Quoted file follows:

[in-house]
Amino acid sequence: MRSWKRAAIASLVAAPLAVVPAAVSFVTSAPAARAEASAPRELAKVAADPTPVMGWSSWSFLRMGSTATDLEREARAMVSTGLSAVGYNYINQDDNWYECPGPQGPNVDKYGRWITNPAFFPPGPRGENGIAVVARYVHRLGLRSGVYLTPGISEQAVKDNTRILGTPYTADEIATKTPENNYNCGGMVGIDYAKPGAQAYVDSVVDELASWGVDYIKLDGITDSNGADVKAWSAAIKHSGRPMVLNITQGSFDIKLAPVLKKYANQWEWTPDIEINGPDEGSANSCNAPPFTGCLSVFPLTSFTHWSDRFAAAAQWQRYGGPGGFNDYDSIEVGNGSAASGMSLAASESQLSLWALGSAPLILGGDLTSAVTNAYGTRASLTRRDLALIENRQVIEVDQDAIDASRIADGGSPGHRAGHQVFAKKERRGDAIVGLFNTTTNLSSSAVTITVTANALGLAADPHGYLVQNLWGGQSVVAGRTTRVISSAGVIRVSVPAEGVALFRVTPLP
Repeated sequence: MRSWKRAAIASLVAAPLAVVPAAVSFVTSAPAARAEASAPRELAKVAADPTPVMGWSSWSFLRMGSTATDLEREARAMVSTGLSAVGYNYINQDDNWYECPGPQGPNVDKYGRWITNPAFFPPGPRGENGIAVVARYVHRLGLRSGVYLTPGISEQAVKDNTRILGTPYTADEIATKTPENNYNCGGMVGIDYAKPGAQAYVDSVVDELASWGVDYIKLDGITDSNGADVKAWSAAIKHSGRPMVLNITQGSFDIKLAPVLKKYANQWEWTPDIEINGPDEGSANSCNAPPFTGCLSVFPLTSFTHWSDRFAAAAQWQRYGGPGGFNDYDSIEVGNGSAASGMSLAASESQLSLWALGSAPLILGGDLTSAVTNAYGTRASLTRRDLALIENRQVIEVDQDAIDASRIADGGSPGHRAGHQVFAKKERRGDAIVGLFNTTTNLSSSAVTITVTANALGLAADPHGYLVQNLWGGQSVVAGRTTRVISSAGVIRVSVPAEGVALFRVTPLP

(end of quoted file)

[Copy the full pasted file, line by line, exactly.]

[in-house]
Amino acid sequence: MRSWKRAAIASLVAAPLAVVPAAVSFVTSAPAARAEASAPRELAKVAADPTPVMGWSSWSFLRMGSTATDLEREARAMVSTGLSAVGYNYINQDDNWYECPGPQGPNVDKYGRWITNPAFFPPGPRGENGIAVVARYVHRLGLRSGVYLTPGISEQAVKDNTRILGTPYTADEIATKTPENNYNCGGMVGIDYAKPGAQAYVDSVVDELASWGVDYIKLDGITDSNGADVKAWSAAIKHSGRPMVLNITQGSFDIKLAPVLKKYANQWEWTPDIEINGPDEGSANSCNAPPFTGCLSVFPLTSFTHWSDRFAAAAQWQRYGGPGGFNDYDSIEVGNGSAASGMSLAASESQLSLWALGSAPLILGGDLTSAVTNAYGTRASLTRRDLALIENRQVIEVDQDAIDASRIADGGSPGHRAGHQVFAKKERRGDAIVGLFNTTTNLSSSAVTITVTANALGLAADPHGYLVQNLWGGQSVVAGRTTRVISSAGVIRVSVPAEGVALFRVTPLP
Repeated sequence: MRSWKRAAIASLVAAPLAVVPAAVSFVTSAPAARAEASAPRELAKVAADPTPVMGWSSWSFLRMGSTATDLEREARAMVSTGLSAVGYNYINQDDNWYECPGPQGPNVDKYGRWITNPAFFPPGPRGENGIAVVARYVHRLGLRSGVYLTPGISEQAVKDNTRILGTPYTADEIATKTPENNYNCGGMVGIDYAKPGAQAYVDSVVDELASWGVDYIKLDGITDSNGADVKAWSAAIKHSGRPMVLNITQGSFDIKLAPVLKKYANQWEWTPDIEINGPDEGSANSCNAPPFTGCLSVFPLTSFTHWSDRFAAAAQWQRYGGPGGFNDYDSIEVGNGSAASGMSLAASESQLSLWALGSAPLILGGDLTSAVTNAYGTRASLTRRDLALIENRQVIEVDQDAIDASRIADGGSPGHRAGHQVFAKKERRGDAIVGLFNTTTNLSSSAVTITVTANALGLAADPHGYLVQNLWGGQSVVAGRTTRVISSAGVIRVSVPAEGVALFRVTPLP